Wildlife photography takes on many different forms. The most common type is that epic scene; a lion sitting on a rock during a thrilling lightening storm, a silhouette of elephants walking in a single line at sunset, or of hungry cheetahs chasing down their meal.
Such incredible photos dominate wildlife magazines and photograph competitions. They are what has come to be expected of wildlife shots, especially those coming out of Africa, but if you don’t want to look the same as everyone else when it comes to your personal photography style or if you’ve grown tired of those sorts of images, there is another option that you can experiment with, and that is macro photography.
Getting really up close to your subject is probably not the first thing that you think of when you think about wildlife photography, and that is because most wildlife scenes require you to be quite far away from your subject. When in the bush, animals are almost always going to be seen at a distance, and this is a good thing because it allows you to have enough space to compose a beautiful image.
With macro photography, you are experiencing the exact opposite. You will generally be so close to your subject that composition won’t actually be necessary, at least not so far as the background is concerned.
In its essence, it is a style of photography that focuses on highly detailed close-up shots. Often, such an intricate style of photography is thought to only be done by the more experienced photographer, but with the right gear and the right tips, you too can become a macro photographer.
Macro photography has less to do with how close you are and more to do with the magnification capabilities of your lens. Technically, you can do macro photography with something as simple as a kit lens but know that the result though won’t be as amazing as if you were using a fancier, made for macro lens.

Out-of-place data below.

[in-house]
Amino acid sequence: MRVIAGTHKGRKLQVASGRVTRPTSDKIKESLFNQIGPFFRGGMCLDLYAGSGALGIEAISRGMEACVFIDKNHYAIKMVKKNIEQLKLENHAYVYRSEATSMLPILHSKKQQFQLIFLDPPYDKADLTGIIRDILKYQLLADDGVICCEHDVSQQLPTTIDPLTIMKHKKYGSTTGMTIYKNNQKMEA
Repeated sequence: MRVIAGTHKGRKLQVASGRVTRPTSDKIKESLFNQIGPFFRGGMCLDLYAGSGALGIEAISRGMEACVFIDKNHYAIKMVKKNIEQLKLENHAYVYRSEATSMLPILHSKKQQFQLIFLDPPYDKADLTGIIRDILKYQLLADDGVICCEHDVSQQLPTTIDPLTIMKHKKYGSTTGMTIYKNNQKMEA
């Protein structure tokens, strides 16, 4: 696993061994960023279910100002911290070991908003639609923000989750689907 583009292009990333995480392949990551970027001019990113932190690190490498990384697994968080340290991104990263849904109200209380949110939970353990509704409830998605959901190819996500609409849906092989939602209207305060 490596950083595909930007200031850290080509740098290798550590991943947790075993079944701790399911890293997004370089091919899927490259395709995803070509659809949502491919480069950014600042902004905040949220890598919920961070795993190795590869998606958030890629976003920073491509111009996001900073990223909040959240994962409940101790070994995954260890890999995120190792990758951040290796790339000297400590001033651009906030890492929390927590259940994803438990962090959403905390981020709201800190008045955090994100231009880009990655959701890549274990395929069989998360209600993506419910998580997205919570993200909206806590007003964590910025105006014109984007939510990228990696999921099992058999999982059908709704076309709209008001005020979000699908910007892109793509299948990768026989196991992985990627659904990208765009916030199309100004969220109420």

If you are just looking at experimenting, you can get away with playing with your favourite lens and trying to magnify the image as much as possible. This will definitely save you money and give you time to figure out if macro photography is something you are interested in.
With your macro photography, the goal is detail and a razor sharp image. If you are just using an everyday lens, sharpness can be an issue, especially if you are shooting with an aperture of f2.8 or lower. This bigger aperture will also reduce your depth of field which means you can’t add your creative flair.
By using a smaller aperture, from around f4 to f8 or smaller, you can increase the sharpness, bring in more detail and benefit from that depth of field, although you will be sacrificing light, which is a huge necessity when it comes to creating macro images.
When on your African photo safari, while everyone else is bringing out their massive 800mm lenses, you can play with macro photography and really set yourself apart from what everyone else is going. The result will be well-thought out images that are able to showcase a very different side of Africa, and such images could very well be the most memorable of the day’s trip.